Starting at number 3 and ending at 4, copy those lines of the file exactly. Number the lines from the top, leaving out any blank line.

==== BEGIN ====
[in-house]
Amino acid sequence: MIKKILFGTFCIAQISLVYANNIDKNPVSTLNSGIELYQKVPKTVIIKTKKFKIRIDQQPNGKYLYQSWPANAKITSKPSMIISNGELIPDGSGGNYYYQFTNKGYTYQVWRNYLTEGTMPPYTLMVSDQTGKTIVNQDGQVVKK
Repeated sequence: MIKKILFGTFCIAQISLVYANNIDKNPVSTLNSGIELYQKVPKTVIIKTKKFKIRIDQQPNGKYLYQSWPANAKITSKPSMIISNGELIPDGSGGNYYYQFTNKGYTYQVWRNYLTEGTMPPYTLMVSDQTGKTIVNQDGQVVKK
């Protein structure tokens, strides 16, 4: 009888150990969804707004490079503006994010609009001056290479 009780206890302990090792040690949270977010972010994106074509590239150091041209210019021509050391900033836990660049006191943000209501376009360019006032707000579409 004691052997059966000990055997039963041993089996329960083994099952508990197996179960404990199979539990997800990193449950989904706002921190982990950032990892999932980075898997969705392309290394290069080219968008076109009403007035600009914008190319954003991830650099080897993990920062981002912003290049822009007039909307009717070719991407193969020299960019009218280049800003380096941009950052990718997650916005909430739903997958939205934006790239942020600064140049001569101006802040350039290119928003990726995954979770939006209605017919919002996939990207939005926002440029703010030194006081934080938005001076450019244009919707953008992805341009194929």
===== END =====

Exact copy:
Repeated sequence: MIKKILFGTFCIAQISLVYANNIDKNPVSTLNSGIELYQKVPKTVIIKTKKFKIRIDQQPNGKYLYQSWPANAKITSKPSMIISNGELIPDGSGGNYYYQFTNKGYTYQVWRNYLTEGTMPPYTLMVSDQTGKTIVNQDGQVVKK
């Protein structure tokens, strides 16, 4: 009888150990969804707004490079503006994010609009001056290479 009780206890302990090792040690949270977010972010994106074509590239150091041209210019021509050391900033836990660049006191943000209501376009360019006032707000579409 004691052997059966000990055997039963041993089996329960083994099952508990197996179960404990199979539990997800990193449950989904706002921190982990950032990892999932980075898997969705392309290394290069080219968008076109009403007035600009914008190319954003991830650099080897993990920062981002912003290049822009007039909307009717070719991407193969020299960019009218280049800003380096941009950052990718997650916005909430739903997958939205934006790239942020600064140049001569101006802040350039290119928003990726995954979770939006209605017919919002996939990207939005926002440029703010030194006081934080938005001076450019244009919707953008992805341009194929």